I’ve got some news that might be, er, tough to swallow for you shrimp lovers out there.
Some of that succulent seafood you’re used to seeing on a plate like this…
…or — if you’re more about that deep-fried life — all crispy like this…
…it may have been plucked from the sea in a port that looks something like this:
The photo above was taken in Thailand, a country where slave labor has become all too common within the fishing industry.
Fishing is a huge industry in Thailand — worth roughly $7 billion in exports every year — with people in markets like Europe and North America gobbling up whatever fishermen are catching.
The bad news? At least some of the profits these Thai companies rake in are being made on the backs of slaves, an Associated Press exposé revealed last year.
So, yep … if you’ve snagged seafood from stores like Walmart or Kroger, you may have bought crustaceans caught by slaves.
Through empty promises of (paid) work, many slaves are lured into human trafficking circles across South Asia, where they’re abused, drugged, and caged, with no pay for their labor. Some Thai officials, by the way, had been well aware of (and even helped facilitate) this atrocity.
“I cried,” Lang Long, a former slave who’d been rescued, told The New York Times last year about being resold between fishing boats multiple times.
But thanks to the AP’s original exposé and many follow-up reports, about 2,000 former slaves have been rescued by authorities, and several of their traffickers have been arrested.
And now we can mark another tally in the “win” column for justice on the issue.
President Barack Obama signed a bill on Feb. 24, 2016, that effectively
banned all imports of seafood caught by slaves in Southeast Asia into the U.S.
If you’re like me, your first reaction to this news might have been, “Yay!” quickly followed by, “But wait … why wasn’t this already the law of the land?”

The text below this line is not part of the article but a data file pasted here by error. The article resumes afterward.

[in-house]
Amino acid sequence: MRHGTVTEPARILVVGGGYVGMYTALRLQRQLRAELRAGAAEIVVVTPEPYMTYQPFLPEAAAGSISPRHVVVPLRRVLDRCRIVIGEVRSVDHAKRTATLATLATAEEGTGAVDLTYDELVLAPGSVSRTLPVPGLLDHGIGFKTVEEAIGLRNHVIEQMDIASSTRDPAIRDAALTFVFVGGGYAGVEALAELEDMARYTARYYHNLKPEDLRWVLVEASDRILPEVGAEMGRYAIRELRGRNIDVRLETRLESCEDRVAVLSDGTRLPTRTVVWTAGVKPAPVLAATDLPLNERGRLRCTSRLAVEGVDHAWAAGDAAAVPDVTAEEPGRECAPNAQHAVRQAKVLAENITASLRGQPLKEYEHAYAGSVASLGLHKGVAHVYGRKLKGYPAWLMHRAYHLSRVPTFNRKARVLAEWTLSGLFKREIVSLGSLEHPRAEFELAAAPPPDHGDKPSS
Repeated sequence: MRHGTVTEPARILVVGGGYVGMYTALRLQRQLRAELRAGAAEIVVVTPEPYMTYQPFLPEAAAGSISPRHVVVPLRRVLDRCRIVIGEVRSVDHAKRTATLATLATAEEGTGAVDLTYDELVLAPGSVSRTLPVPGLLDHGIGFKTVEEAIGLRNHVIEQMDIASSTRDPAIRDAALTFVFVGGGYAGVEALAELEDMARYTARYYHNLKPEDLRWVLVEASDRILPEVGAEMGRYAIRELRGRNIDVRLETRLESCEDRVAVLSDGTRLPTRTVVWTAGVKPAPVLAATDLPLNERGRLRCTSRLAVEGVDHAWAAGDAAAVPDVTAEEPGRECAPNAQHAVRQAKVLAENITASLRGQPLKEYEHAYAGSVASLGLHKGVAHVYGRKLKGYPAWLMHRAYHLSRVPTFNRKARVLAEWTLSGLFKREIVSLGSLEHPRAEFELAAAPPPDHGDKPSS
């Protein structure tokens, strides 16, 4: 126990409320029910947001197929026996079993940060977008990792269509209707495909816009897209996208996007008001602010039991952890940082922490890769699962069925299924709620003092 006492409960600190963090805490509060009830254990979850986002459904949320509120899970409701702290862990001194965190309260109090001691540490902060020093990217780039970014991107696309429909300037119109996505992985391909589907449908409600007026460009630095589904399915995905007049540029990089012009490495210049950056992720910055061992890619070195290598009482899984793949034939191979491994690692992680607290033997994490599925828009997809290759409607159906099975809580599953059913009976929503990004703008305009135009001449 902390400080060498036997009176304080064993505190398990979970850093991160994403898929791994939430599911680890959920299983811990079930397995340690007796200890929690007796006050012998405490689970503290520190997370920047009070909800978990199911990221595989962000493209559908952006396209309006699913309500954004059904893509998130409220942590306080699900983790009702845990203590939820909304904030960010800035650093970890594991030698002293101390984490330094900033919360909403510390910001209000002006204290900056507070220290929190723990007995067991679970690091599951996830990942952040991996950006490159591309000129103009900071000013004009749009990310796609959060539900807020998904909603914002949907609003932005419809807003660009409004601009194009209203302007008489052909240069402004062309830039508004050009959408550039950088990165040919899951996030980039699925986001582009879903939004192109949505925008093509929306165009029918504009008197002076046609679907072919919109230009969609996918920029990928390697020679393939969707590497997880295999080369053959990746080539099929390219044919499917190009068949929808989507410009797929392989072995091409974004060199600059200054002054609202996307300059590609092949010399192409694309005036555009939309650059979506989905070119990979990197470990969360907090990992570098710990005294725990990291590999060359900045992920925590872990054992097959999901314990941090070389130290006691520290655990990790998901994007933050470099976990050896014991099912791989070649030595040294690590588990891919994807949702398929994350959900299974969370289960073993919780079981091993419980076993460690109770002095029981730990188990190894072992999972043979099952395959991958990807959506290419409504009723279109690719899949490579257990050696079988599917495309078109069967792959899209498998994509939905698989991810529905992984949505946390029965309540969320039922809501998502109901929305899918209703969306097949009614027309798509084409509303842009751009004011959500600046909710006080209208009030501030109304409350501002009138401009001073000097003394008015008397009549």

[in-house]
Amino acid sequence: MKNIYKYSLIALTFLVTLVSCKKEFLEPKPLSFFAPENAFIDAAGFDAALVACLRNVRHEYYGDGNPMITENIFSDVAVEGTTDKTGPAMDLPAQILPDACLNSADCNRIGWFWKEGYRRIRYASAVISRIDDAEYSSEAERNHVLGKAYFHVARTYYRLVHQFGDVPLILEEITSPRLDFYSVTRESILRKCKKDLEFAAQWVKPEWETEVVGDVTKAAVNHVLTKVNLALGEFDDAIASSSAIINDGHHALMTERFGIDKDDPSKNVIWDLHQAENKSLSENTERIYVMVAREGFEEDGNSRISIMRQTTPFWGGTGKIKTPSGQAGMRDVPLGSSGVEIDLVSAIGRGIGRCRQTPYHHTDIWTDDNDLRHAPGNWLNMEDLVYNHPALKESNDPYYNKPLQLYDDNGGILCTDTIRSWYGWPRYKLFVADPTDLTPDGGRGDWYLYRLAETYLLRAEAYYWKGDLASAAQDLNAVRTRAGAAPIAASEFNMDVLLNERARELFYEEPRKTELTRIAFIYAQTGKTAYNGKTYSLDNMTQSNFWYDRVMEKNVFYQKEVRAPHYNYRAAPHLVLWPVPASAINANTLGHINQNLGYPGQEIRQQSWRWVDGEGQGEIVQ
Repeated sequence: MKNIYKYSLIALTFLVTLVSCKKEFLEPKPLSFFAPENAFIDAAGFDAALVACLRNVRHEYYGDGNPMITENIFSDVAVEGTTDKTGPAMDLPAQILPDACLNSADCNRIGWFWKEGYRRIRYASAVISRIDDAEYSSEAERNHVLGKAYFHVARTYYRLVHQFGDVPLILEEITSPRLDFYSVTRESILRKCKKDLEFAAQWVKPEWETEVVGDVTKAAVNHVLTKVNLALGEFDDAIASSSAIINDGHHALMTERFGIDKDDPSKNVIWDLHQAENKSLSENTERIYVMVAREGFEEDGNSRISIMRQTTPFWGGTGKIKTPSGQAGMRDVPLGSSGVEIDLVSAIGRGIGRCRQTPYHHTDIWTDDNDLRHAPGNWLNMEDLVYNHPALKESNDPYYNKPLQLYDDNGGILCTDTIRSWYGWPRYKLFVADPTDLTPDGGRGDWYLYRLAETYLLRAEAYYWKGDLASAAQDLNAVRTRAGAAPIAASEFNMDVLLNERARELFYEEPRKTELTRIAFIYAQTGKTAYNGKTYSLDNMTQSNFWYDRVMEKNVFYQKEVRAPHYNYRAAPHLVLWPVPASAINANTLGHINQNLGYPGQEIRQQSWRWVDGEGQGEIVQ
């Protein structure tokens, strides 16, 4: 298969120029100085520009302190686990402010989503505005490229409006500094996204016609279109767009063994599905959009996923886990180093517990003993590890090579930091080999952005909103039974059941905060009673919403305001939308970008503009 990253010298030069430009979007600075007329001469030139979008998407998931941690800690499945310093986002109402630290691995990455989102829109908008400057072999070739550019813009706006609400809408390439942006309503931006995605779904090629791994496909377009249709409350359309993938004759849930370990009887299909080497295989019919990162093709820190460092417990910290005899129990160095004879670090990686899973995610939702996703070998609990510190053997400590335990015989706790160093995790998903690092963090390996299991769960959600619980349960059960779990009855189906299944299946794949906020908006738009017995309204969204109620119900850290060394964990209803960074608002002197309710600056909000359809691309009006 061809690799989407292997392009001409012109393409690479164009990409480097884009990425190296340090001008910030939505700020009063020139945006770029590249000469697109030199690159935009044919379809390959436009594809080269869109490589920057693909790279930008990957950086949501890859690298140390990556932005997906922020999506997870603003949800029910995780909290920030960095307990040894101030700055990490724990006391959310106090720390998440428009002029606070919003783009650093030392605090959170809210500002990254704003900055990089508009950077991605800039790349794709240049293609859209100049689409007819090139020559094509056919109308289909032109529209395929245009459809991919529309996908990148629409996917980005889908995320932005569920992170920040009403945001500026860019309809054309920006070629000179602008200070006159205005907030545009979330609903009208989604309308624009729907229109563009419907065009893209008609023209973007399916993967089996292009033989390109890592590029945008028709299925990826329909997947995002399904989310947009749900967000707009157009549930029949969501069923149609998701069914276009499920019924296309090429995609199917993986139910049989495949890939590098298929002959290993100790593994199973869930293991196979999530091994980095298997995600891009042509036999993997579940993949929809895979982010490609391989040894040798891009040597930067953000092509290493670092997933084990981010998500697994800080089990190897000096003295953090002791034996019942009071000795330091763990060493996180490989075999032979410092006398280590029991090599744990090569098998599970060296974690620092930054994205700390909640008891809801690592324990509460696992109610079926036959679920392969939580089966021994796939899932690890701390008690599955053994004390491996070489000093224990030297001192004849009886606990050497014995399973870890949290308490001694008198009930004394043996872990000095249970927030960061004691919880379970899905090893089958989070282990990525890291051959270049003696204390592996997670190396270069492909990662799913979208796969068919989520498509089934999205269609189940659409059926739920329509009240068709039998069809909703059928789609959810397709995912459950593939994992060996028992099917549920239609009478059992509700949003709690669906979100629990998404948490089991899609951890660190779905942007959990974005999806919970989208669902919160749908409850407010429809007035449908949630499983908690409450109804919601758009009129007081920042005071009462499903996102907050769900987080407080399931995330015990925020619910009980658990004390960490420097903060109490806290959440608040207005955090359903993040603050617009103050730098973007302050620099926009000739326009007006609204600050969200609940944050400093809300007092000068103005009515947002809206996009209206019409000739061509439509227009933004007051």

To get to the answer, you have to travel back more than a few decades.
Until Obama signed the bill into law, an 85-year-old tariff law in place had a major loophole that allowed products processed through slave labor to make it onto U.S. soil legally. The loophole allowed imports, regardless of how a given product was made or processed, if there was not enough supply to meet demand domestically.
The Trade Facilitation and Trade Enforcement Act of 2015 kicks that loophole to the curb.
Sen. Sherrod Brown (D-Ohio) led the charge to include the ban within the larger bill.
“It’s embarrassing that for 85 years, the United States let products made with forced labor into this country,” Brown said, according to the AP. “Closing this loophole gives the U.S. an important tool to fight global slavery.”
This is big news because the import ban stops products other than seafood that have been created or processed by slave laborers, too.
Like gold mined by kids in poor countries.
And garments sewn in Bangladesh by women who’ve been subjected to abuse.
Yes, this ban only applies to U.S. imports, and certainly falls short of solving the global crisis of child and slave labor. But it’s a big step.
And now you can help push progress forward, too. The more people who know about modern slave labor — and use their purchasing power to fight it — the better equipped we are to end the injustice.